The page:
I've also seen here on the island where really tight "roll down" shutters have made a house literally implode with the pressure of a strong hurricane because no air could get into the house. We always crack one window on each end of our house during a hurricane, and our shutters leave room for the home to "breathe" while still protecting the doors and windows.

Below are some links to the type that we have. As you can see, you honestly don't notice them when they are not closed, especially if they match your paint, which in our case is white. You pull them shut very easily and they even lock, if you need extra protection when you are away from home.


I'll warn you, they aren't cheap, but are honestly worth every penny in the long run because they seem to last forever. We've had ours nearly 11 years with absolutely no maintenance.
Statia is offline  
Sep 13th, 2004, 02:33 PM
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I heard on the news today that Florida Home Depots actually lowered their price of plywood to help Florida residents prepare for hurricanes.

Very nice.

I remember when lumber went up dramatically, nationwide, after Andrew. I don't think it ever came back down.
Connie is offline  
Sep 13th, 2004, 03:47 PM
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Hurricane shutters are big business in Florida and they come in all types and at all costs.

But I'm still trying to imagine anyone dumb enough to buy some (if such things are even made) that can't be opened or closed in a power failure. Talk about not having a light bulb in the attic!
Patrick is offline  
Sep 13th, 2004, 05:25 PM
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Thanks for information Statia. I've always been told to leave a couple of windows cracked for the reason you state. However, during the 24-hour coverage here of Charley, then Frances, they kept telling people NOT to do that. They said it could allow the wind to invade your home to the point it could compromise the roof. I sure would like to know the answer to this one.

A friend looked into those roll-down shutters after Charley; the estimate to do her entire house was $41,000. When I asked her what they would do should they not be able to open them after the storm she just stared at me blankly. Guess that hadn't occured to her!
Jayne11159 is offline  
Sep 14th, 2004, 05:17 AM
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Jayne, regarding the cracking of windows for the house to breathe, I have even cracked windows here in a category five hurricane, so I would do it in any size storm, regardless.

I have to admit, however, that we build differently down here than most places in the US, so that could also make a difference in the possibility of compromising the roof. My roof consists of four inch wide beams all the way across with each beam being secured with hurricane brackets on the outside. I've never had a problem thus far (knock on wood).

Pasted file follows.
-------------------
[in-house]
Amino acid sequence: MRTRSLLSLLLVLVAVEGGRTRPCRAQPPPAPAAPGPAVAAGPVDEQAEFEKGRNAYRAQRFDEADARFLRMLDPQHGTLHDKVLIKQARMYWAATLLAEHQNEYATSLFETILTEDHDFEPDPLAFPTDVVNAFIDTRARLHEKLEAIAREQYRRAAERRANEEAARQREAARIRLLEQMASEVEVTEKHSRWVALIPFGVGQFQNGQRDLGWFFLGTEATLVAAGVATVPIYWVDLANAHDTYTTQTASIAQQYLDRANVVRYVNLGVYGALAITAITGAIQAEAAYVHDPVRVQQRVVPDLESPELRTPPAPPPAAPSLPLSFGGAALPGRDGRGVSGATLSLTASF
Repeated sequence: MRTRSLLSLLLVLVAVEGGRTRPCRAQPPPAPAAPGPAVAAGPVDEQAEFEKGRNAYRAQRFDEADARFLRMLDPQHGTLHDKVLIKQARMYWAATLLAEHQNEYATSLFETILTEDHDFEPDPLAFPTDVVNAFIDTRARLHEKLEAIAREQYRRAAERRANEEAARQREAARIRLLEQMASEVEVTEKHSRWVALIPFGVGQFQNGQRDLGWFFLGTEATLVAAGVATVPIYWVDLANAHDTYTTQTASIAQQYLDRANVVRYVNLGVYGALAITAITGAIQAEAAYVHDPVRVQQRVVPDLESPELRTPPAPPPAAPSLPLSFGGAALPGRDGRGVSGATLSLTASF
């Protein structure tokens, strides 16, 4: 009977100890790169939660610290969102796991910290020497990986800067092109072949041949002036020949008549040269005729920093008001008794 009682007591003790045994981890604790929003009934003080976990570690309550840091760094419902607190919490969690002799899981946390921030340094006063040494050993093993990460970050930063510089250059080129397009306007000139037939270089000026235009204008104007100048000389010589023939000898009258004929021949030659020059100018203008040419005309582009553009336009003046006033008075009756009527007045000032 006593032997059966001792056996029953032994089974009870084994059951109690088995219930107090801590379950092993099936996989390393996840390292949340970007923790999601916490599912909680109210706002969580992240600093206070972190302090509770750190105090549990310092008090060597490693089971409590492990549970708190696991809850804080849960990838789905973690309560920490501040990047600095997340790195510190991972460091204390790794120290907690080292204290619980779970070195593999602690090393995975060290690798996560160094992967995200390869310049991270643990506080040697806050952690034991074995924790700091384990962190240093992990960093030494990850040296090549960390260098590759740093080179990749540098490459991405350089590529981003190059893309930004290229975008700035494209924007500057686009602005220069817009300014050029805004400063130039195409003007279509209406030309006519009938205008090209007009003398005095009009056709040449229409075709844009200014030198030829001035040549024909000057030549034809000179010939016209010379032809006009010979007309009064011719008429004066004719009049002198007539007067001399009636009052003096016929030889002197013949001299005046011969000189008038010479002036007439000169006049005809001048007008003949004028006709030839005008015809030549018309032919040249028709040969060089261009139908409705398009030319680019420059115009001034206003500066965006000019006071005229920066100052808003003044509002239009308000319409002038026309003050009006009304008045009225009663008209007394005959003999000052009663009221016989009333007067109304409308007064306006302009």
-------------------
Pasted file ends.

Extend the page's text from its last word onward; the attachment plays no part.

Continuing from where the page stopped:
Statia is offline  
Sep 14th, 2004, 05:33 AM
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Jayne, have you thought about getting together with your neighborhood or neighbors for a group discount?

My husband is seriously looking into getting the shutters done on his restaurants and is getting a large discount for multiples.

Also, and I hate to say this, they may be cheaper if you wait until late next spring.
Sep 14th, 2004, 09:36 AM
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I would have thought that anyone living in FL for more than a few years would have thought of hurricane protection and been proactive about it. However, maybe since so many people have relocated there in recent years and it has been quite a while since a big hurricane threatened, people are not prepared.

The equivalent in the north is when snow is predicted, every store gets sold out of snow shovels quickly - I think people do not understand tyhat snow shovels are not disposable items and most keep them from year to year.
gail is offline  
Sep 14th, 2004, 09:45 AM
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Spending anywhere from $10,000 to $50,000 for hurricane shutters on your house which you may or may not ever use is not as easy a decision as it may seem. I've lived in Florida for 30 years and have never boarded up or had hurricane shutters, and have never had any hurricane damage (other than some minor exterior damage). It's easy to say "why don't you just buy the hurricane shutters" if you don't have to pay for them. Yes, gail, I've thought about them, but have decided to remain non "proactive".
I know many people who have thought about "old aged" or "nursing home" insurance and have remained non proactive on that issue as well. Let's face it we are all more likely to get old than we are to suffer major damage from a hurricane. It's all a matter of priorities, and sure, a gamble as well.
Patrick is offline  
Sep 14th, 2004, 10:23 AM
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Right there with you Patrick. I could put in a serious pool and landscaping for that amount.

I've noticed almost every highrise condo building between South Beach and the Stuart area on AIA has hurricane shutters. Looks like they were built in with the buildings.
Sep 14th, 2004, 10:29 AM
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I agree with Patrick and Go Travel on the expense of hurricane shutters not being a priority for many people in the US when the odds can be slim. Where I live it's kind of a necessity, however, since I'm in the hurricane belt and typically get some sort of yearly hurricane activity.
Statia is offline